I found the top image (with the erroneous caption) in here, and wondered about the story behind it. Since fossils are typically embedded in rock and I didn’t see any hole or excavation, something seemed off.

Ammonite Replica 2

Ammonite fossils are common, but are rarely larger than about 9 inches in diameter. Sure, some larger species have been found, but why wasn’t this one encased in plaster, crated up and shipped to an archeological museum? How could something so heavy and brittle stay in one piece while being tilted up? How could four guys lift it, let alone one?

A Tineye search brought me to the source –  a 2005 documentary filmed in Lyme Regis, England for the BBC series “Journey of Life.”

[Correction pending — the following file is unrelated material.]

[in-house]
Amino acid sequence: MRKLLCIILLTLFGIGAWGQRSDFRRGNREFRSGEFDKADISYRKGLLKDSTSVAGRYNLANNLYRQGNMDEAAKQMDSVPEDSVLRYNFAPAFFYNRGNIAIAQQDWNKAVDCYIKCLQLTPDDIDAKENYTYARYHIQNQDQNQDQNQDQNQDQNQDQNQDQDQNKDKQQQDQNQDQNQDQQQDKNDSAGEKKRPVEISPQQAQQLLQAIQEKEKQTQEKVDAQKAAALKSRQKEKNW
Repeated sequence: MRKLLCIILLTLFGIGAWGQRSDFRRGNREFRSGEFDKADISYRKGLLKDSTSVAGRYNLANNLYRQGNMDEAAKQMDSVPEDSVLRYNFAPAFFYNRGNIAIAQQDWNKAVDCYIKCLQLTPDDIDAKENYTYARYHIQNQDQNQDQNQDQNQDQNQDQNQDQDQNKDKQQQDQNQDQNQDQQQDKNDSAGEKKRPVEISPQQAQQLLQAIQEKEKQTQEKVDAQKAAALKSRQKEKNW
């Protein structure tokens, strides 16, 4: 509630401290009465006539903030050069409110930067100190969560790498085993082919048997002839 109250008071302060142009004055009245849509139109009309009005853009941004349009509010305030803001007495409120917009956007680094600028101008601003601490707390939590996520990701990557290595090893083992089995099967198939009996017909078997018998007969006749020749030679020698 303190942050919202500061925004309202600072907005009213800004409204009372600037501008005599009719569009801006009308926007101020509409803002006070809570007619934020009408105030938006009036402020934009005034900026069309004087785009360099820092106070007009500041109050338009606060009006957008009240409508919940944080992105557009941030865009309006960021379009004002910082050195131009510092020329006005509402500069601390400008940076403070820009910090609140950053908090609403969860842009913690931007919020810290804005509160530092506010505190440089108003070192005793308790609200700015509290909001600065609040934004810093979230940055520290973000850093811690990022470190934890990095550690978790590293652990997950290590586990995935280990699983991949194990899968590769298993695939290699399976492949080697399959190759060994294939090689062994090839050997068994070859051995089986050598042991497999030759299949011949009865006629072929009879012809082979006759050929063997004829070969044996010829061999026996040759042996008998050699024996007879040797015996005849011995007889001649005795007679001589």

“This giant ammonite was actually a replica that we used to show how big ammonites could grow. Made of polystyrene it squeaked as we rolled it down the beach. The look of gob-smack on the faces of Jurassic Coast fossil collectors was priceless!”
Paul Williams, 3 September 2013.

This “fossil” was a prop, and it had a cameo role in Episode 1: Seas of Life.

[Full story with photos here.]

Perhaps you’re wondering why I suddenly found an interest in large fabricated ammonite fossils. It’s because I saw that top picture and wanted to do this with it:

Ammonite Beach Spin

Unperturbed 3×4 Hot Links

Sunday, 17 July 2016

They are roughly 3 inches by four inches

The Anacreontic Song as sung by the University of Michigan American Music Institute Chorus, with Scott Van Ornum on harpsichord and soloist Jacob Wright, conducted by Jerry Blackstone.

The complete words to “Defence of Fort M’Henry.”

The National Anthem, The Great War & The 7th Inning Stretch. There’s a connection.

Giant bat farts [via].